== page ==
Plotify2D makes it easy to plot svg files with your 3D printer, but what if you have a picture that's not in svg format?
You'll have to somehow transform your input image (colored pixels saved in .png or .jpg format) into actual paths that a pen could follow.
There are many approaches to this problem, in this post we are going to cover 4 tools you can use today.
- For the bicycle example below, I used a two step process: (1) I extracted outlines from the original image (2) I traced the outlines to convert them from raster to vector format. I used rapid-resizer's free stencil tool to create the outline image and then I used their free tracing tool to convert the outline to vector format. For a similar effect you could also checkout Inkscape's tutorial on tracing bitmaps.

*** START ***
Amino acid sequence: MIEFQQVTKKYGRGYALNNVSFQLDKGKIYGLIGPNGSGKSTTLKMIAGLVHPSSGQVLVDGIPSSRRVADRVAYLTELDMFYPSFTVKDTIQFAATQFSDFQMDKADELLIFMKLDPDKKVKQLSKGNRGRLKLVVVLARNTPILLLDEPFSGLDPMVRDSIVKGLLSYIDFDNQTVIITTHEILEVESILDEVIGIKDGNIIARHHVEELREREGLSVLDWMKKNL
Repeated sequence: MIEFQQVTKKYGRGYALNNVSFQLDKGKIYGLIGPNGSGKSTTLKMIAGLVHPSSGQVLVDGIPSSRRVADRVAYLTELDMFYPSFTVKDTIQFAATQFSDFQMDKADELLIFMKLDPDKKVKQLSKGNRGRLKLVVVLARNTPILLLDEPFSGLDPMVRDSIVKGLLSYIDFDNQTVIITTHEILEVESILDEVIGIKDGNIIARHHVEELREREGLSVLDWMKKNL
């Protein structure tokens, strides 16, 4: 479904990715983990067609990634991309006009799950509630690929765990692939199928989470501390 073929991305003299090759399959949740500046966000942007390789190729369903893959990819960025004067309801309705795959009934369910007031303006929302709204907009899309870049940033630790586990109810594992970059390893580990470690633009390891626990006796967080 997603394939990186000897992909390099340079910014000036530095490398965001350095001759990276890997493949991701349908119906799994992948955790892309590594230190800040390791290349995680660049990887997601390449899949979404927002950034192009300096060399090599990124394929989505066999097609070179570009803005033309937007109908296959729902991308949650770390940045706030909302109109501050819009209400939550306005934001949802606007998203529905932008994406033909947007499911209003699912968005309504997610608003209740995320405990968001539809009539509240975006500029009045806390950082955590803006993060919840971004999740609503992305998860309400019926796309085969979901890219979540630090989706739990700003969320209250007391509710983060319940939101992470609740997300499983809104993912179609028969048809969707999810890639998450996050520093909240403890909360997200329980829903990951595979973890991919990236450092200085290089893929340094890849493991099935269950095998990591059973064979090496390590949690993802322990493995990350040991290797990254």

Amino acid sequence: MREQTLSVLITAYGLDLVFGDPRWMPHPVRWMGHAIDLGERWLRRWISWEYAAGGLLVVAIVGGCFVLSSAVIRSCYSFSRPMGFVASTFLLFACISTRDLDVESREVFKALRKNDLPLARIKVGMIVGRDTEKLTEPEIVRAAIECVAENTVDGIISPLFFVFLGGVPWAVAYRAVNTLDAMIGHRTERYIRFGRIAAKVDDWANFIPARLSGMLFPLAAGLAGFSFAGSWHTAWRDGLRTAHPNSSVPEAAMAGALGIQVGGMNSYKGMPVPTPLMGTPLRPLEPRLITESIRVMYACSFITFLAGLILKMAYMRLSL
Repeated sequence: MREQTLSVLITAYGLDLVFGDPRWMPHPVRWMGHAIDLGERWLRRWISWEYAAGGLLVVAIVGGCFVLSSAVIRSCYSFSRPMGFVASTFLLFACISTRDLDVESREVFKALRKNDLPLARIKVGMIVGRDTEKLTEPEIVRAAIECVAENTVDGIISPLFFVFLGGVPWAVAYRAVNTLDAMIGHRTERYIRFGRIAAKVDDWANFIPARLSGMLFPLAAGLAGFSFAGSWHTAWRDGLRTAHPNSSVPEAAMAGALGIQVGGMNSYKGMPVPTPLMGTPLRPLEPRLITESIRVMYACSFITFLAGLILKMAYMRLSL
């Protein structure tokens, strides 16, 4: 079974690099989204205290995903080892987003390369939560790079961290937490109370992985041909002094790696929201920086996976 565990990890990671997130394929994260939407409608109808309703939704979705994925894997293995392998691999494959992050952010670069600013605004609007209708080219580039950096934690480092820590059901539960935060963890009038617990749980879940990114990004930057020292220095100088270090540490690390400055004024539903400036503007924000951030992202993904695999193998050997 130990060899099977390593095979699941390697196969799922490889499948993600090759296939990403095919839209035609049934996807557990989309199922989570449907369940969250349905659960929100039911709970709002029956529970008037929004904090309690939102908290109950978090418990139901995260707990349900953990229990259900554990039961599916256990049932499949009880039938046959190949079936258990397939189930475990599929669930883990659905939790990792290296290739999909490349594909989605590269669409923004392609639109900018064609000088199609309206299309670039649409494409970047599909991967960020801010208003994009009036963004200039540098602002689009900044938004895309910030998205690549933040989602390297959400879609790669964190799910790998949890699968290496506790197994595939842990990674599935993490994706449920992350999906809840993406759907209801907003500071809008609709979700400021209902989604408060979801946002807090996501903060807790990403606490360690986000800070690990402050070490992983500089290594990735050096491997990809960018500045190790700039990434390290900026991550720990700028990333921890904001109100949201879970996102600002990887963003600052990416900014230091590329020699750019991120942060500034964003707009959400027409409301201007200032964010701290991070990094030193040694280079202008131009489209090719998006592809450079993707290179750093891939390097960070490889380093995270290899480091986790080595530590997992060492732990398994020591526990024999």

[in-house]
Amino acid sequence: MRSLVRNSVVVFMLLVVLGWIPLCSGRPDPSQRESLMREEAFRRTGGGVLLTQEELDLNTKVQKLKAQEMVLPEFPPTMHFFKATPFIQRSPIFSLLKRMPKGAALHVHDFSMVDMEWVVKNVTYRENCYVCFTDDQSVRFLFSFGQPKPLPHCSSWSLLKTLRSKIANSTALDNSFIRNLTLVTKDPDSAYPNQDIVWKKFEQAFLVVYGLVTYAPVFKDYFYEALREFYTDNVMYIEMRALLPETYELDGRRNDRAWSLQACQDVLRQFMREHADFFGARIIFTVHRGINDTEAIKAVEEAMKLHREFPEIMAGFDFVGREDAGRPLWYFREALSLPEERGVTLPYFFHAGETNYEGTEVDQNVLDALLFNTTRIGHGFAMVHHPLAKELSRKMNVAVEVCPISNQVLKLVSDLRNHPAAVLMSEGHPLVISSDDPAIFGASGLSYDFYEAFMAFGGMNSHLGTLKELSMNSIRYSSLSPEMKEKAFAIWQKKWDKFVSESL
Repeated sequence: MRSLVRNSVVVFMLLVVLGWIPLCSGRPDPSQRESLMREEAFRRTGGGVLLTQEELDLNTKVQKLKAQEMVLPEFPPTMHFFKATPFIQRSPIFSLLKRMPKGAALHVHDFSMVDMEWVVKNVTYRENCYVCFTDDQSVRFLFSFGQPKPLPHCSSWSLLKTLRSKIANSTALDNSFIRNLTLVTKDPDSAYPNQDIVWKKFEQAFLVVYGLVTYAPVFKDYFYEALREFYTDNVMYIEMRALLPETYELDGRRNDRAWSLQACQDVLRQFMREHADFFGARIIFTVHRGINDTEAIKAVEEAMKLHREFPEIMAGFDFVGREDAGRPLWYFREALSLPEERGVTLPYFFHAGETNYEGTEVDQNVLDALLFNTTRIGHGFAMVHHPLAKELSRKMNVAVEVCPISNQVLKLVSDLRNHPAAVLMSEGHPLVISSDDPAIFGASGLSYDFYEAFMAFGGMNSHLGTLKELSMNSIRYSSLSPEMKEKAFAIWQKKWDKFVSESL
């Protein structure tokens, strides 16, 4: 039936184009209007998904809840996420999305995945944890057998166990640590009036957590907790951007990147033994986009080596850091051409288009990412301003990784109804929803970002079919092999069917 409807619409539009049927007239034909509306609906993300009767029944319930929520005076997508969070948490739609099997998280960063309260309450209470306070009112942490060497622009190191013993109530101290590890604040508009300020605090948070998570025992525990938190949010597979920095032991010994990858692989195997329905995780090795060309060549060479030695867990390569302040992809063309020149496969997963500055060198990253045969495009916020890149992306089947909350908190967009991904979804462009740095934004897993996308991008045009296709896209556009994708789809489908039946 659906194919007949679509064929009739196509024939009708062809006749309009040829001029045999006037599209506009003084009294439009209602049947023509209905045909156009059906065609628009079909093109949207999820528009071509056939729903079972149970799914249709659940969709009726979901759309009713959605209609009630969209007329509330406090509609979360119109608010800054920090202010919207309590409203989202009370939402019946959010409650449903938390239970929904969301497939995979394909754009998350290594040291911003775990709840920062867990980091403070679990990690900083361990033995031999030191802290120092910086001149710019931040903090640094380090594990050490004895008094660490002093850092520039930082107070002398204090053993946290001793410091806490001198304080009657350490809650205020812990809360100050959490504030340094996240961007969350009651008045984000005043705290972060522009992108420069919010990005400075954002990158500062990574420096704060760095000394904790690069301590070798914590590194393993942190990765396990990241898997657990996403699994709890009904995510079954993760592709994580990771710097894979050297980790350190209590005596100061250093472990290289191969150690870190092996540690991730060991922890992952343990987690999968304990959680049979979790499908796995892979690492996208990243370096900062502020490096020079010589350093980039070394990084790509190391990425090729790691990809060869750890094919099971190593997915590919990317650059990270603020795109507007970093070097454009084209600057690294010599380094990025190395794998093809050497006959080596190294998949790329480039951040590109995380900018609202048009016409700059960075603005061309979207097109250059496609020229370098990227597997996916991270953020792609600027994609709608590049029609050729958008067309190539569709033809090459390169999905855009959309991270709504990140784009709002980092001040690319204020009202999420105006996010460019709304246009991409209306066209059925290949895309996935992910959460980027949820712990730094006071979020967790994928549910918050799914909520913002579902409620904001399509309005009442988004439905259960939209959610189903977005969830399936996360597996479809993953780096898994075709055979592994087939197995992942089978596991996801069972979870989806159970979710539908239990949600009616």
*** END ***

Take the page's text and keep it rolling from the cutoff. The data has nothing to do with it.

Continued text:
- Another option is to use the Squiggle cam web app. It works by using the brightness in your original image to vary the amplitude of sine waves that travel across the output image. The squiggle drawing can then be downloaded in SVG format and plotted.
- StippleGen uses dots instead of squiggly lines to turn your raster image into a plottable vector image. The software is free and runs on Windows/Mac/Linux.
- SVGurt is an open source webapp that supports a variety of raster-to-svg transformations. There's a bunch of dials and checkboxes, if you play with things for a while you might land on something you like.
That's it for now, if we stumble on more useful tools we'll do another blog post!